We made our way across northern Africa in the spring of 2001 ultimately stopping in Morroco. The Egypt Air flight from Cairo into Casablanca was packed with people returning home carrying all sorts of souvenirs and food items. I'm not sure what the agricultural restrictions are for bringing food into Morroco were, but it didn't seem to matter anyway since much of it was consumed before we ever landed.
On our arrival at the airport in Casablanca, we followed a woman through customs and immigration dressed fully in a burka with only her eyes exposed. The immigration officer took the woman's passport, glanced up quickly at her face, and stamped her on her way. Our US passports drew a bit more scrutiny; what's your business here?, what are you going to see?, and where is your ticket out of the country?.
Casablanca is a city with some three million inhabitants (10% of the country's total population). The people are not overly friendly towards tourists, unless they have something to sell to you, and even in our pre-9/11 visit, you could sense a bit of distaste towards westerners in general. None the less, most people are willing to lend you a blind eye as you wander through their city.
The Medina of Casablanca is a jumble of nondescript buildings with an array of shops selling very basic items. If you're here to shop, you'd fare better in the shopping areas outside the Medina or elsewhere in Morocco. Casablanca is not an overly impressive city.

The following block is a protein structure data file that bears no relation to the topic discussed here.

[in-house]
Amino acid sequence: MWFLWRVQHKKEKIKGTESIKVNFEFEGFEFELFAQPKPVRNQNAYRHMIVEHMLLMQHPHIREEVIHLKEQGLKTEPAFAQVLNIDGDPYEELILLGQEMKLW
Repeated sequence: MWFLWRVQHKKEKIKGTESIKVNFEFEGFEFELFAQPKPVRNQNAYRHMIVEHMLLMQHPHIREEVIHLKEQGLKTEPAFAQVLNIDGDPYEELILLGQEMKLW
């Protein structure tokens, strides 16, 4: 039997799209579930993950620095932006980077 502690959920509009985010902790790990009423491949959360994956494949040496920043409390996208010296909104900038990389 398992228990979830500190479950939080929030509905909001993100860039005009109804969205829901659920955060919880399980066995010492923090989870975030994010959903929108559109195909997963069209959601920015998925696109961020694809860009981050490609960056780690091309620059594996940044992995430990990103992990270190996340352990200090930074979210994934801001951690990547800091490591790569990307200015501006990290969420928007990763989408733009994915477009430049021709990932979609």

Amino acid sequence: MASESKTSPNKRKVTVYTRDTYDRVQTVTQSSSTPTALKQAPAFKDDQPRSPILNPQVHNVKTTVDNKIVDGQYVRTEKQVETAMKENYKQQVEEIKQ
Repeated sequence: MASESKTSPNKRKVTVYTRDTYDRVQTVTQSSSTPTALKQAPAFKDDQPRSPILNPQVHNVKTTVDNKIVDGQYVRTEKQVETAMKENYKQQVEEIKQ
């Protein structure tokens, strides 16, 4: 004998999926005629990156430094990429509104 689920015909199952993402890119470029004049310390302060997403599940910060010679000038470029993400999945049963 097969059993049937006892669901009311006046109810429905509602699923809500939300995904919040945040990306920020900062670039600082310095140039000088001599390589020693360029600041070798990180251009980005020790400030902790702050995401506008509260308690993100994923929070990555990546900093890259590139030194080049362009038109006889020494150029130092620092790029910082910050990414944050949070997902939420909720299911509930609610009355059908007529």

The huge doors of the Great Mosque Hassan II. The Mosque can be seen from just about any elevated area in the city.
Southern entrance to the Medina in Fez
Lost in the Fez Medina
The view over the Medina of Fez
The Medina of Fez is undoubtedly the most fascinating of the Medinas we visited. It's a virtual maze of narrow paths which took us days to conquer. Divided into 187 quarters, each containing at least one bakery, hamman, fountain, and by law, a mosque, we were never without something interesting to see, and even more around each corner.
A mosque hidden in the maze of the Fez Medina.
The marketplace just outside the Medina in Marrakesh during the day.
The liveliest times on the square started around dusk each day. As people poured onto the square in the late afternoons, the place began it's transformation into a night market. Food stalls were being set up everywhere, many with an array of goat's heads lining the counters luring customers to grab a seat. Snake charmers set themselves up conveniently on walkways to stop tourists and locals alike.
Inside the Marrekesh Medina.
If you're looking for Rugs, this is probably the place to shop. We did meet a very enterprising man on the train platform when we left Fez for our trip to Marrekesh who "just happened to own a rug shop in the Marrekesh Medina". He eventually tracked us down in the Medina and we ended up looking at 200 or so rugs.
The sultan's palace and gardens at sunset.
**Memories: Getting lost in the Medina of Fez, being stepped on by a mule, tangine, and mint tea.
World Heritage (Fez)
World Heritage (Marrekesh)
**Visits: November 2001